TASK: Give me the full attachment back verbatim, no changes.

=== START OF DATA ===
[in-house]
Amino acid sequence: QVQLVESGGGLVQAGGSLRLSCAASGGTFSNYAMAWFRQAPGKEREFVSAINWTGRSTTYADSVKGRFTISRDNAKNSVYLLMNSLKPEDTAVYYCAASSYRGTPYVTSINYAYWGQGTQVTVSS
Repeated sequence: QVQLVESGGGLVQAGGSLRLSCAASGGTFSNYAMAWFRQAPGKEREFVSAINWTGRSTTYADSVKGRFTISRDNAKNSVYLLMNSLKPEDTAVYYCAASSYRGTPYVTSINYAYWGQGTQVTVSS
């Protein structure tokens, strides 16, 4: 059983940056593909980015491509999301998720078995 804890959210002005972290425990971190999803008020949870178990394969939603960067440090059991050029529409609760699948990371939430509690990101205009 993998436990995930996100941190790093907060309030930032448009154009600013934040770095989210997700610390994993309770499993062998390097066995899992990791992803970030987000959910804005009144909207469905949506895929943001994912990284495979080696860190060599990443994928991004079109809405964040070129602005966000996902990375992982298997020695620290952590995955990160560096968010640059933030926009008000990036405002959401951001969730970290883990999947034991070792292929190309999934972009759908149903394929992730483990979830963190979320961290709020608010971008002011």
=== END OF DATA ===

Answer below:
[in-house]
Amino acid sequence: QVQLVESGGGLVQAGGSLRLSCAASGGTFSNYAMAWFRQAPGKEREFVSAINWTGRSTTYADSVKGRFTISRDNAKNSVYLLMNSLKPEDTAVYYCAASSYRGTPYVTSINYAYWGQGTQVTVSS
Repeated sequence: QVQLVESGGGLVQAGGSLRLSCAASGGTFSNYAMAWFRQAPGKEREFVSAINWTGRSTTYADSVKGRFTISRDNAKNSVYLLMNSLKPEDTAVYYCAASSYRGTPYVTSINYAYWGQGTQVTVSS
């Protein structure tokens, strides 16, 4: 059983940056593909980015491509999301998720078995 804890959210002005972290425990971190999803008020949870178990394969939603960067440090059991050029529409609760699948990371939430509690990101205009 993998436990995930996100941190790093907060309030930032448009154009600013934040770095989210997700610390994993309770499993062998390097066995899992990791992803970030987000959910804005009144909207469905949506895929943001994912990284495979080696860190060599990443994928991004079109809405964040070129602005966000996902990375992982298997020695620290952590995955990160560096968010640059933030926009008000990036405002959401951001969730970290883990999947034991070792292929190309999934972009759908149903394929992730483990979830963190979320961290709020608010971008002011």